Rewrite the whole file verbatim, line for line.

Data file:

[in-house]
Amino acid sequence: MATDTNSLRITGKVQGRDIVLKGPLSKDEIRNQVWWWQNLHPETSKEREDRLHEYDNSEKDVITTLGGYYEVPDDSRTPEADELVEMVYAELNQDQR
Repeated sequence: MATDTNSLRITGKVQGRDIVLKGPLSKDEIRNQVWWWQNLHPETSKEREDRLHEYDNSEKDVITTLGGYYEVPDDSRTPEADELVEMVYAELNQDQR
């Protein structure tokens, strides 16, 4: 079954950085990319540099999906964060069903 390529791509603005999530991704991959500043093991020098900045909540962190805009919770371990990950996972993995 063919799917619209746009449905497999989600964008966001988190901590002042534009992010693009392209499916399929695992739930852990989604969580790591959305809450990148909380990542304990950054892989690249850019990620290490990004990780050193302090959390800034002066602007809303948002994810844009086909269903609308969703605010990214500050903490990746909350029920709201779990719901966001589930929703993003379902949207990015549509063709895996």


[in-house]
Amino acid sequence: MATDTNSLRITGKVQGRDIVLKGPLSKDEIRNQVWWWQNLHPETSKEREDRLHEYDNSEKDVITTLGGYYEVPDDSRTPEADELVEMVYAELNQDQR
Repeated sequence: MATDTNSLRITGKVQGRDIVLKGPLSKDEIRNQVWWWQNLHPETSKEREDRLHEYDNSEKDVITTLGGYYEVPDDSRTPEADELVEMVYAELNQDQR
């Protein structure tokens, strides 16, 4: 079954950085990319540099999906964060069903 390529791509603005999530991704991959500043093991020098900045909540962190805009919770371990990950996972993995 063919799917619209746009449905497999989600964008966001988190901590002042534009992010693009392209499916399929695992739930852990989604969580790591959305809450990148909380990542304990950054892989690249850019990620290490990004990780050193302090959390800034002066602007809303948002994810844009086909269903609308969703605010990214500050903490990746909350029920709201779990719901966001589930929703993003379902949207990015549509063709895996």